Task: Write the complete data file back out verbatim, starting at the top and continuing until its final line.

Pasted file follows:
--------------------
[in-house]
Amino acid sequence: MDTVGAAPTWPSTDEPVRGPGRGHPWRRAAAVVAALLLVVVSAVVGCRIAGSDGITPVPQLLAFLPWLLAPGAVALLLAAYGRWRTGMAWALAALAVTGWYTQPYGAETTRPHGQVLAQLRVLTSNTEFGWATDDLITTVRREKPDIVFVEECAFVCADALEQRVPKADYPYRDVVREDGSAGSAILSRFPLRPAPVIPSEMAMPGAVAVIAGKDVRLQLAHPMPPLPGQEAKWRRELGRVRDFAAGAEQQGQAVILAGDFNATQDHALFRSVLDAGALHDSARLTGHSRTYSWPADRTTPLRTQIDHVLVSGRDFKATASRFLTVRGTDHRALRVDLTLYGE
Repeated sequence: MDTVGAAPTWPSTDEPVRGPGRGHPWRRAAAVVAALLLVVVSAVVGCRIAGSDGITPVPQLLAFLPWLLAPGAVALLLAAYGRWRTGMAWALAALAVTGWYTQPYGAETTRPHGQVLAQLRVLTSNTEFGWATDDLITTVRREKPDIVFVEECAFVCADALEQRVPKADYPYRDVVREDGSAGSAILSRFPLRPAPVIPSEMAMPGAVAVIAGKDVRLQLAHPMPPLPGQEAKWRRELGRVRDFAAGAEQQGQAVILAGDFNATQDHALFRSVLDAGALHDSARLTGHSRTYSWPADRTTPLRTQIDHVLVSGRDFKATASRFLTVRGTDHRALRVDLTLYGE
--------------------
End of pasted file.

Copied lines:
[in-house]
Amino acid sequence: MDTVGAAPTWPSTDEPVRGPGRGHPWRRAAAVVAALLLVVVSAVVGCRIAGSDGITPVPQLLAFLPWLLAPGAVALLLAAYGRWRTGMAWALAALAVTGWYTQPYGAETTRPHGQVLAQLRVLTSNTEFGWATDDLITTVRREKPDIVFVEECAFVCADALEQRVPKADYPYRDVVREDGSAGSAILSRFPLRPAPVIPSEMAMPGAVAVIAGKDVRLQLAHPMPPLPGQEAKWRRELGRVRDFAAGAEQQGQAVILAGDFNATQDHALFRSVLDAGALHDSARLTGHSRTYSWPADRTTPLRTQIDHVLVSGRDFKATASRFLTVRGTDHRALRVDLTLYGE
Repeated sequence: MDTVGAAPTWPSTDEPVRGPGRGHPWRRAAAVVAALLLVVVSAVVGCRIAGSDGITPVPQLLAFLPWLLAPGAVALLLAAYGRWRTGMAWALAALAVTGWYTQPYGAETTRPHGQVLAQLRVLTSNTEFGWATDDLITTVRREKPDIVFVEECAFVCADALEQRVPKADYPYRDVVREDGSAGSAILSRFPLRPAPVIPSEMAMPGAVAVIAGKDVRLQLAHPMPPLPGQEAKWRRELGRVRDFAAGAEQQGQAVILAGDFNATQDHALFRSVLDAGALHDSARLTGHSRTYSWPADRTTPLRTQIDHVLVSGRDFKATASRFLTVRGTDHRALRVDLTLYGE